Shihan Tom Serrano
ROKUDAN (6th Degree Black Belt) GOSUKU-RYU KARATE
SANDAN (3rd Degree Black Belt) KOBUDO (Okinawan Weapon Arts)
Biography and Interview
by Shihan Eddie Morales, MartialForce.com, online martial arts magazine
Shihan Tom Serrano, head instructor for the Pasadena dojo of International Karate Association, is a member of the Board of Directors of the U.S. branch of I.K.A. and a member of the Board of Directors of Traditional Martial Arts International. Shihan Serrano was born and raised in Pasadena and is a graduate of the Pasadena City Schools. He began his karate training at the age of 13 and has devoted over 33 years to training and teaching under the tutelage of Soke Takayuki Kubota, Grandmaster. Shihan Serrano currently holds the rank of Rokudan, sixth degree black belt in Gosuku-ryu karate, as well as the rank of Sandan, third degree black belt in the art of Okinawan weapons.
Throughout the 1970s, 1980s and 1990s, Shihan Serrano repeatedly distinguished himself as both competitor and coach in local, statewide, national and international competition. After winning numerous titles in both kumite and kata, including the 1977 Ryobukai Championship, the1980 World Kubota Cup Championship, and the 1992 Alaska State Championship, Shihan Serrano served as Coach of the U.S. A. Team to the 1995 Okinawan Pre-World Tournament.
For more than 29 years, Shihan Serrano has trained and taught fighting strategies and techniques at dojo’s all over the world, helping to disseminate and maintain the methods and applications of Gosuku-ryu karate and Soke Kubota's kubotan, keychain self-defense. His fighting strategies can be found in the "World of Martial Arts" video series. Today, Shihan Serrano is one of Soke Kubota's highest-ranking instructors and is a certified kubotan instructor. Interested in broadening his knowledge of the role of healing in the martial arts, Shihan Serrano is also a professional massage therapist trained in Seifuku-jitsu, restorative massage, as well as sports hypnosis.
Shihan Serrano Interview
Martial Force - How long have you been practicing Karate?
Shihan Tom Serrano - A little over 37 years.
MF - What are the changes you’ve seen through the years in training?
STS - I think because of the exposure the media gave to the martial arts there is no mystique about it these days like in the 1960’s and 1970’s and I see easy belt promotions with a lot of guys where instead of giving the quality and having the credentials to back up that rank, they are just giving the rank for the money whether the person is ready or not. That’s the stuff I have seen change .
MF - Do you still train and teach in the same manner as you did 15 years ago?
STS - Yes, as far as the philosophy is concerned ,it’s the same and I try to get the principles across but I would say its less brutal because in the old days to block someone’s kick and bang a little bit you were proud of your wounds, nowadays every one complains.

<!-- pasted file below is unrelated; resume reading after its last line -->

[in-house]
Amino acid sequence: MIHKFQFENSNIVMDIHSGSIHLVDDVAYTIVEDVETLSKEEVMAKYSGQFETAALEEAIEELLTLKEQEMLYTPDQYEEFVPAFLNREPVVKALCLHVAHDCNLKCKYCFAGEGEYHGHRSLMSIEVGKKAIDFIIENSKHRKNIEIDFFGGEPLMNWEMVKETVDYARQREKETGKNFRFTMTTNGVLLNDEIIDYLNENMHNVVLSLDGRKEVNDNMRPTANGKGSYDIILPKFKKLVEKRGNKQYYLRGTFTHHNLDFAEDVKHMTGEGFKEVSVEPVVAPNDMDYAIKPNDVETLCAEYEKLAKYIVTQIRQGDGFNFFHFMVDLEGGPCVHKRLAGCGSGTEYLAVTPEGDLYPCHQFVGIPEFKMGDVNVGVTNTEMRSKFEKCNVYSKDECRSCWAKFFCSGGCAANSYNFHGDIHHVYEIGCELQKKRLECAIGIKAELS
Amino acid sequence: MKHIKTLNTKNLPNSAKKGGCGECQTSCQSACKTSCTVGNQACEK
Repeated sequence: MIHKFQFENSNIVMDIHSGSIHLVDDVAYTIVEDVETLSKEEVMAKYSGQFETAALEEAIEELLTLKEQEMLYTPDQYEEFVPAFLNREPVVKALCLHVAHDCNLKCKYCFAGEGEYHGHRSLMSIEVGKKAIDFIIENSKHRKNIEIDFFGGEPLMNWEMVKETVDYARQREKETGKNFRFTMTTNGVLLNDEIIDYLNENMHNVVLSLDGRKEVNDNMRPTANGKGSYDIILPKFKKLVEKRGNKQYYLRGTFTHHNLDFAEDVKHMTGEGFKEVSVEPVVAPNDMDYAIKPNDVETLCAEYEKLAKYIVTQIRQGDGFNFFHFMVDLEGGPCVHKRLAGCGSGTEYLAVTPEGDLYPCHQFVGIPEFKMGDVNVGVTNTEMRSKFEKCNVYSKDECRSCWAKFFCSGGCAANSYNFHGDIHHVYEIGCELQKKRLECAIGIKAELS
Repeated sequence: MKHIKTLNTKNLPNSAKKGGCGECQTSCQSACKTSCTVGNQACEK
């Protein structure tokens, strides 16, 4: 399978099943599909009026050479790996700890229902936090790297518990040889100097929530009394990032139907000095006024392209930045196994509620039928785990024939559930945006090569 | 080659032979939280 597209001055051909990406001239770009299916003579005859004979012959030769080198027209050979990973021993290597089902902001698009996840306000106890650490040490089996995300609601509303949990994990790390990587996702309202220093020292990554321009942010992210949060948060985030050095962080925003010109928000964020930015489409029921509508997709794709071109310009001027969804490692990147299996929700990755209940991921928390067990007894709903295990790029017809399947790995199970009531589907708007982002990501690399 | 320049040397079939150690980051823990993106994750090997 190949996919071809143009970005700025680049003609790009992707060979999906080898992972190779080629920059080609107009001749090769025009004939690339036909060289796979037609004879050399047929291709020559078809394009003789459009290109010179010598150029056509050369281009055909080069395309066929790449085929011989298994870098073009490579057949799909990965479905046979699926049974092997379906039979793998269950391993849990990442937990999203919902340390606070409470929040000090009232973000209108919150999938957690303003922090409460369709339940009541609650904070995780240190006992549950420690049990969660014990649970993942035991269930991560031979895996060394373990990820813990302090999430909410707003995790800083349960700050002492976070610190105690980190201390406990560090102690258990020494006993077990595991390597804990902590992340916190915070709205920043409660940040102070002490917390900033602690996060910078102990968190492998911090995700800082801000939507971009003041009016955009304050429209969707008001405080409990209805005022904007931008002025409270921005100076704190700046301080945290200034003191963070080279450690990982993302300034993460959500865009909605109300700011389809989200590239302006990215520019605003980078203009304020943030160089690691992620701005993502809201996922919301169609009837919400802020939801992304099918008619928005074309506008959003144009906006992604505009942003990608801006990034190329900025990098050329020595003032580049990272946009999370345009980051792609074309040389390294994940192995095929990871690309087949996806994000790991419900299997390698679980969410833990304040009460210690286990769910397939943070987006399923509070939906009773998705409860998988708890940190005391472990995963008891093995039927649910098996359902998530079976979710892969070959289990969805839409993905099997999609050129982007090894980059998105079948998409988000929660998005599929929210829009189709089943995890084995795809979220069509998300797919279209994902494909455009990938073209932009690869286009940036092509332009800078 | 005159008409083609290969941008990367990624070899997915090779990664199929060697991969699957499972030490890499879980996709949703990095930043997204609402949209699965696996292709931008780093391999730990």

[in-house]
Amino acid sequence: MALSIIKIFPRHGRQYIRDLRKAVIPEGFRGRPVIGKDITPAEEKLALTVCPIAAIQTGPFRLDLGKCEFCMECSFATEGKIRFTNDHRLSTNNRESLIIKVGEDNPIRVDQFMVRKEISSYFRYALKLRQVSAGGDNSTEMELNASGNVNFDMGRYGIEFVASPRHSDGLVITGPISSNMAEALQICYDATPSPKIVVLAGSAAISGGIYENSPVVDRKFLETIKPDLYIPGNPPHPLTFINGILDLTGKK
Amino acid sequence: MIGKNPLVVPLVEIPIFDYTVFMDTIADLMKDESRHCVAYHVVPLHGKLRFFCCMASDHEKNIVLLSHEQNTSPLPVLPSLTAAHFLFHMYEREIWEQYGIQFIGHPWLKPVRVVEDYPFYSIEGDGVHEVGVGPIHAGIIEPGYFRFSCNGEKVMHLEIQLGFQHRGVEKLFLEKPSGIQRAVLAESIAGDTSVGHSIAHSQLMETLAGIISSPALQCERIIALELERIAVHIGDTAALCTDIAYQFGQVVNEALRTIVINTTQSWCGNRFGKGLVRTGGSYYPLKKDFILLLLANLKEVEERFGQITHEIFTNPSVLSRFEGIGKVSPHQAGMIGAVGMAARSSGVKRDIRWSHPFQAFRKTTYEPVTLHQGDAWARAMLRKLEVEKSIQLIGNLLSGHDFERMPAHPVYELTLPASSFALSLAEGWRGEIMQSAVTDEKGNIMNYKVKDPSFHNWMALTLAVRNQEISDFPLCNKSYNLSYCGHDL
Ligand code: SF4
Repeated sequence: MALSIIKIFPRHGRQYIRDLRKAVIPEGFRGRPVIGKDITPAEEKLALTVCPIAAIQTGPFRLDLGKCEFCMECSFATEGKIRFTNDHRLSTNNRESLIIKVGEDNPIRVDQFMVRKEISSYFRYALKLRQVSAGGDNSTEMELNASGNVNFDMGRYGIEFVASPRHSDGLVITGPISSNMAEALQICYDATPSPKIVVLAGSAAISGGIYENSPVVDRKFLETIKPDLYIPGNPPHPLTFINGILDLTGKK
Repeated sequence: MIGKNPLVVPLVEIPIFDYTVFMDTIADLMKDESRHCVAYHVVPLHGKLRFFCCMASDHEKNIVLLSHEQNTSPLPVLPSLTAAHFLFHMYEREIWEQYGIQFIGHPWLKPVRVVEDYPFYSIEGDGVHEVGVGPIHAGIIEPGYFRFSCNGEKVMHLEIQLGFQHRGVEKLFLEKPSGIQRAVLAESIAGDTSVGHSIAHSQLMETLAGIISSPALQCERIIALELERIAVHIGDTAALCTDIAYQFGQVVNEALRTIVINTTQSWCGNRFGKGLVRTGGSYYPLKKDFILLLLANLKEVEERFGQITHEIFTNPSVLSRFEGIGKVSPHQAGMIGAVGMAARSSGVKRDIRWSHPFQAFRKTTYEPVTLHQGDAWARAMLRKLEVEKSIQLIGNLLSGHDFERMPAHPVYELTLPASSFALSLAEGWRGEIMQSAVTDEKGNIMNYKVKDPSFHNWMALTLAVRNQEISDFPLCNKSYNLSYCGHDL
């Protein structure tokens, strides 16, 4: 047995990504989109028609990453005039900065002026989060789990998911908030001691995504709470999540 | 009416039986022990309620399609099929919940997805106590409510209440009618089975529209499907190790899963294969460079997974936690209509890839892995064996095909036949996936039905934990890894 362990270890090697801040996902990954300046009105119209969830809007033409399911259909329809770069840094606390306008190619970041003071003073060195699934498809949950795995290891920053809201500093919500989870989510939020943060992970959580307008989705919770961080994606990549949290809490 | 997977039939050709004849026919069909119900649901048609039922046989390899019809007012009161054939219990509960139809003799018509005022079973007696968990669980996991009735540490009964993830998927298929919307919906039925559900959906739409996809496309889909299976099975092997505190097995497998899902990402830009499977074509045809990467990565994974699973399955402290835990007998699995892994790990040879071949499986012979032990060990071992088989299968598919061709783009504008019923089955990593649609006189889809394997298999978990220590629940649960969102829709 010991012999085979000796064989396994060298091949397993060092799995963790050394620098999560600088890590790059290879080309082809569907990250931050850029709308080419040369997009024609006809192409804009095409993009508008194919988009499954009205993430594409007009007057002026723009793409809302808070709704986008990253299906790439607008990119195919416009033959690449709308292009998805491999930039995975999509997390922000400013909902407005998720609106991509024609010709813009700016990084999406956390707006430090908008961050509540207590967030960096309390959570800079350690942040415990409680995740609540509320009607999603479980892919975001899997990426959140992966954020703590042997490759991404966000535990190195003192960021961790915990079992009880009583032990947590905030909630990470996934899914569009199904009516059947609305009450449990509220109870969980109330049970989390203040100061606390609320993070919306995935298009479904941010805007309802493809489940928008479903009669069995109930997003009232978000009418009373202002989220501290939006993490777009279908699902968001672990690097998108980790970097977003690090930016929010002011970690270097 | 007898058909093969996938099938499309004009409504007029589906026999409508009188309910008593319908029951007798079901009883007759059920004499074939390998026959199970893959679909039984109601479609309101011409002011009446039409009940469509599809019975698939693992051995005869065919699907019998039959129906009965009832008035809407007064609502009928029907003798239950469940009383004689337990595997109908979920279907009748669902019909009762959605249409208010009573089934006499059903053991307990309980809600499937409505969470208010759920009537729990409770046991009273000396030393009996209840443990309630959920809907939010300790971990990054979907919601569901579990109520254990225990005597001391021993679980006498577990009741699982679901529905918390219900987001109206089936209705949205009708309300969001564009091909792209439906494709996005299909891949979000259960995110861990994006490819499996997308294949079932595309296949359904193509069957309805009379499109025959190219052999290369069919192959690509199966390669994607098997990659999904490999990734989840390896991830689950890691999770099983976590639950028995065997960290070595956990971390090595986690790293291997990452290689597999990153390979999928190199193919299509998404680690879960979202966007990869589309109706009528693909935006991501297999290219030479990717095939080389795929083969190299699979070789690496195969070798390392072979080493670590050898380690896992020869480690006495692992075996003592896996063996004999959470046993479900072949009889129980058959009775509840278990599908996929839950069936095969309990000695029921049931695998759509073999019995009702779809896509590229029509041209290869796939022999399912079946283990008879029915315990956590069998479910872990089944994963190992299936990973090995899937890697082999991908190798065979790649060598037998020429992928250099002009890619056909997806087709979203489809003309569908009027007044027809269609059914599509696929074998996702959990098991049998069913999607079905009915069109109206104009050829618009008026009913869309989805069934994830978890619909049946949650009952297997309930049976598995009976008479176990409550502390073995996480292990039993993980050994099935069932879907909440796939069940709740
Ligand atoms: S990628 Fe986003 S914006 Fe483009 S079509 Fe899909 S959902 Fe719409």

MF - Do you find that people are attracted to martial arts training or have you noticed a decrease in martial arts practitioners and what do you think the reason for that is?
STS - I think the over saturation of schools in certain areas like here where I am located you can see there’s several schools where they can see each other working out, one across the street from the other and I think that’s what’s been over saturated plus there’s no quality in the training anymore its just bang them out and give them there rank as opposed to make them become proficient in their technique
MF - What style do you practice and teach?
STS - The style here of karate is referred to as Gosoku Ryu, Master Kubota developed it at a young age, he trained in Goju-ryu from the ages 5 to about 11 years old then his father transferred him over to the Shotokan system seeing that the kids were much stronger and by the time he was thirteen he already had the concept of Gosoku Ryu system, from the Goju and the Shotokan root. The actual term Go is like "hard" or "fast," So is "quickness" or "speed," and Ku is like saying "the many ways" or "the variation;" "the using of the force with speed" and Ryu means "style" or "system", so that the style of force or speed “Gosoku Ryu”.
MF - Why did you personally choose this style?
STS - Well, Back in the days when I was watching it, we didn’t know about different styles, but I did know good quality teaching.
When I saw it. A friend of mine was taking lessons from Tonny Tulleners, he said “this guy is really good come and try it out” and prior to that I use to watch my uncle train with a guy that was in Kempo so to me I thought it was the same thing, I didn’t know their were differences .When I went in I saw the instructor was very attentive about detail , movement and technique . Back then we didn’t have privates; you just got thrown into the group. He was able to control the class, still give me my lesson and work the class at the same time. I thought someone who is that organized has something going, that’s why I enjoyed his training.
MF - What should the average person look for in a style of karate?